The study of the interaction between humans and HIV is a complex one. HIV is a disease with stigma and fear associated with it. Educating people and communities about HIV and the advances in treatment and in prevention is core to helping communities grow and cope with HIV in our society. Part of this is helping medical professionals understand the social and emotional tools needed to communicate with HIV positive people and their families and communities. The other part is communicating treatment and health practices to patients and the community.
In order to fight HIV, the whole patient and their environment need to be taken into consideration. This means that secondary conditions which are associated with or exacerbated by HIV need to be researched, and treatment protocols and systems developed to help alleviate these conditions. The DRILL Research focusing on HIV will include looking at the whole patient, rather than just researching better ways to treat HIV. As HIV positive people become longer-lived and asymptomatic, their quality of life can be improved by better healthcare and treatment.
The HIV/AIDS scientific track is led by Professor Mosa Moshabela.
Mental Health diseases are often seen as character flaws or personality defects. As with those who are HIV positive, or have AIDS, people with mental illnesses are often stigmatized by society. They do not receive the support they need to identify their illness, or get help. The perception of many is that mental illness is something that can be dealt with by self-control, or by changing one’s behaviour.
There is an understanding that the body can be diseased, but not an understanding that the brain and mind can have diseases that can be cured or managed with medication and therapy. Many people who suffer from mental illness feel alone and hopeless, as their diseases go undiagnosed and untreated. The research into mental illness and its treatment, therefore, includes research into community, society, and how to manage the misconceptions there are about mental illness within the community. Encouraging people to seek help is a core component of the treatment of mental illness. Understanding that mental health is attainable with treatment is part of destigmatising diseases of the brain and mind.
The mental health scientific track is led by Professor Suvira Ramlall.
Research into the education of health professionals requires an understanding of the education that they already receive, and the cultural and societal norms and prejudices that are embedded in this education. Making Health Education appropriate and applicable to the culture and society of the professionals being educated is important in furthering the development of a holistic and representative health system.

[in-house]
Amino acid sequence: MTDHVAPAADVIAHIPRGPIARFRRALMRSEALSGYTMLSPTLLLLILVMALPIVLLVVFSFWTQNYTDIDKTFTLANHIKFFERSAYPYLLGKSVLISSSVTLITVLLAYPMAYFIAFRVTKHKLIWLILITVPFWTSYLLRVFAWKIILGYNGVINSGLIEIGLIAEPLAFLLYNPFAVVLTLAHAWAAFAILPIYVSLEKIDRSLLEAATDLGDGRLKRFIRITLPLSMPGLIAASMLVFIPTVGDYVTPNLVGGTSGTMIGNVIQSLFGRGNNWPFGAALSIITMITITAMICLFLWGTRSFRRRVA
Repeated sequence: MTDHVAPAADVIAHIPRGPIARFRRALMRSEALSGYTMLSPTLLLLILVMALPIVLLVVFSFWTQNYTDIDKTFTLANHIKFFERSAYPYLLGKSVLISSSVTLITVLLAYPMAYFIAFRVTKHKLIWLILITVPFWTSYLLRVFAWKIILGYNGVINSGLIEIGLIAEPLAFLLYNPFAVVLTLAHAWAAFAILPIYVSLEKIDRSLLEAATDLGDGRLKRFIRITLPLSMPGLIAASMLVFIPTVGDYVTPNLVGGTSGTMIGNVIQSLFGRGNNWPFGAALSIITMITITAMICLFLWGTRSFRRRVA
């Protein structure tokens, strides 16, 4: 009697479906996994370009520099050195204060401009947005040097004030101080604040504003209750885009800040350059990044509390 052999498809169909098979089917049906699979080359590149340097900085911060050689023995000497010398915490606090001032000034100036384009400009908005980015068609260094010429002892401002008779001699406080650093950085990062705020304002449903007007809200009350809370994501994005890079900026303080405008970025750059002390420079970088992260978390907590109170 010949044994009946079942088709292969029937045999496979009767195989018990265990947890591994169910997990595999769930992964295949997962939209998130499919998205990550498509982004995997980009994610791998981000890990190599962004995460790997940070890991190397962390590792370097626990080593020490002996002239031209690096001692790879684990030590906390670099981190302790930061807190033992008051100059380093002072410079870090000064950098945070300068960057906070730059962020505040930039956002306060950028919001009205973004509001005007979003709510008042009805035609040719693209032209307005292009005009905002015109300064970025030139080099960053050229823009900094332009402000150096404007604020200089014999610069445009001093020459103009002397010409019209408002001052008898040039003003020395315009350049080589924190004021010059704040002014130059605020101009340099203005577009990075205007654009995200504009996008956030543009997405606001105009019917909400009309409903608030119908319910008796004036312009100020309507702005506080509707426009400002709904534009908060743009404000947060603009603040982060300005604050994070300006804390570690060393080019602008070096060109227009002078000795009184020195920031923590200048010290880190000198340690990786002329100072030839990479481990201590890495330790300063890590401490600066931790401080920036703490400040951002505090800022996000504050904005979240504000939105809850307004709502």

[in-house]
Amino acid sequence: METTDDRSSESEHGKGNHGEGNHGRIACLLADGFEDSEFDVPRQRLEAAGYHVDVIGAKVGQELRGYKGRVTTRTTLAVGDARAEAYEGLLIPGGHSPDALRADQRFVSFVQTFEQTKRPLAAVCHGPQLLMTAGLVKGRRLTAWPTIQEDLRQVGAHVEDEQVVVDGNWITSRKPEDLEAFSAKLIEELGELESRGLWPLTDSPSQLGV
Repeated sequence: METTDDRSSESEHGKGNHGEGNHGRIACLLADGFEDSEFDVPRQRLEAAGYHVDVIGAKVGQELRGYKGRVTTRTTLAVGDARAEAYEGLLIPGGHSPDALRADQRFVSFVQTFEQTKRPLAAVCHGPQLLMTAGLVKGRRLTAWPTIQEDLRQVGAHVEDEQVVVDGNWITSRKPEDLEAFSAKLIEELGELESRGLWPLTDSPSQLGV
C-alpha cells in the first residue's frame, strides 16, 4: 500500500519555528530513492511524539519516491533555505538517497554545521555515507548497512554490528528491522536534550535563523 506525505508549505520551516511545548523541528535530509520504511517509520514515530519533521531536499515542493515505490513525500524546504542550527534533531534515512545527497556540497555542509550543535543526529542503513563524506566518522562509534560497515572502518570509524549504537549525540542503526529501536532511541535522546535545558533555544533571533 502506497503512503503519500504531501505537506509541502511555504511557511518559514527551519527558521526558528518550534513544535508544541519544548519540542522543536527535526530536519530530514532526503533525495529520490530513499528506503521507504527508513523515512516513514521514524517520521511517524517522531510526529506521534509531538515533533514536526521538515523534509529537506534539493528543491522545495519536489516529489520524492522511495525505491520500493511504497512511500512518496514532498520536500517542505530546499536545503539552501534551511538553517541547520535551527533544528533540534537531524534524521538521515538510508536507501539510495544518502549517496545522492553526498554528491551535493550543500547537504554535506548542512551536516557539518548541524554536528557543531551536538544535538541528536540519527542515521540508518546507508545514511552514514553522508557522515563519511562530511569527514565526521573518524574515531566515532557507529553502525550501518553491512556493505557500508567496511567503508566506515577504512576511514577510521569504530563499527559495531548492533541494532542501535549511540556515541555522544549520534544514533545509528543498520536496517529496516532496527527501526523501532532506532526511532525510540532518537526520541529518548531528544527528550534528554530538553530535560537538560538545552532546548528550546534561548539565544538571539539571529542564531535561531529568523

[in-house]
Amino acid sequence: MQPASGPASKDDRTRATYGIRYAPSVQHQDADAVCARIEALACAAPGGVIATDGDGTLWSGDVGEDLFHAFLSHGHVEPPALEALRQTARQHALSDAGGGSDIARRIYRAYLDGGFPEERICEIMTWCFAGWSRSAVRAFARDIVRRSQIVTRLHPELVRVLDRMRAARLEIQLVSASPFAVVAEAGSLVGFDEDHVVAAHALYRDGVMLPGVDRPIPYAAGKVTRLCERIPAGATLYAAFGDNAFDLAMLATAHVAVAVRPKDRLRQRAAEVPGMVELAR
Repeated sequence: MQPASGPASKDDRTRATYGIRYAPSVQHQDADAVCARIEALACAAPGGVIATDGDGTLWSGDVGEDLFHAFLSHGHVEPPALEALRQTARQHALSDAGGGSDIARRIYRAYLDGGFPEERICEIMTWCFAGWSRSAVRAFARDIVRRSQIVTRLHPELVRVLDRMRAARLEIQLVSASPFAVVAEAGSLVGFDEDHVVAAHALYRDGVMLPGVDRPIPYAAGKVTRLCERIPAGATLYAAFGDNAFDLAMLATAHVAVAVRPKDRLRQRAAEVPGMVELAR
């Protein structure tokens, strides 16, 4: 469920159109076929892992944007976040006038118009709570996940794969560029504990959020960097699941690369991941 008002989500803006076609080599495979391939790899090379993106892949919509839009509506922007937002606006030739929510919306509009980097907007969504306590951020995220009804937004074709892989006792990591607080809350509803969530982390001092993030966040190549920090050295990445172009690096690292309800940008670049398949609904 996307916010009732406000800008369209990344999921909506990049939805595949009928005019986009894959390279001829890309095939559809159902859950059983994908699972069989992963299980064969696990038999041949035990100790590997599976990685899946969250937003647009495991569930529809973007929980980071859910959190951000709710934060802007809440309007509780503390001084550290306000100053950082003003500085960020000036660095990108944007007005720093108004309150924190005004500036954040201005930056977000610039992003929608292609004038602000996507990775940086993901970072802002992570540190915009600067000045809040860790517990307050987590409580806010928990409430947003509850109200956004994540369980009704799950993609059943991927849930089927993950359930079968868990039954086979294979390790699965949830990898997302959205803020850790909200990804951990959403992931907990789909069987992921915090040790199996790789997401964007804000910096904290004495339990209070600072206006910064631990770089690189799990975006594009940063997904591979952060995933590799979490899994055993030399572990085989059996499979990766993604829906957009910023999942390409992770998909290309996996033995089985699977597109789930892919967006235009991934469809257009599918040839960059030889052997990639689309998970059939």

As a corollary to this, Health Professionals working in communities need to have knowledge of community identities and social practices in order to assist patients appropriately. There may be cultural practices and norms that health professionals are unaware of, which make treating people a more complex problem than just diagnosis, medication, and advice. DRILL researchers will explore the education they receive, and its application in the community, so as to explore best practices in Health Professions Education, and advise how to improve this within the South African context.
The health professions education scientific track is led by Professor Petra Brysiewicz.
Health research ethics is an important area of knowledge and practice for all health researchers. Research ethics is an integral component of research excellence because research typically requires careful and well-informed attention to the safety, dignity and welfare of research participants’ information, conditions, and lives. Researchers have an obligation to know and apply national and international research ethics guidelines and best practices when they conduct health-related research.
Together with other components of the DRILL programme, this component promotes ethical research and research integrity.
DRILL offers basic and advanced training in research ethics as an integral component of the fellowship training programme.
The health research ethics scientific track is led by Professor Douglas Wassenaar.
DRILL research in the Health Systems area focuses on assessing Health Systems structures that are already in place, in an effort to begin the process of designing a system appropriate for South Africa. This includes looking at funding models, rural versus urban needs, and using systems already in place more effectively. This requires not only looking at society, but also engaging with stakeholders in the Department of Health, to learn what they already do, and working where there is possible synergy in-process and structural systems.
The National Health System in the United Kingdom, and the Affordable Care Act in the United States of America are two versions of health systems that have been developed to provide National Healthcare. Both systems have been under attack, for reasons which are more political than practical. The challenge for South Africa is to design a working system, within a political framework that is also controversial. Working with the Department of Health will avoid some of this controversy, but National Healthcare will always have its detractors. The provision of healthcare to the poorest in the nation is, however, necessary to build a successful society where everyone has an equal chance at a healthy and fulfilled life.
The health systems strengthening track is led by Professor Fatima Suleman.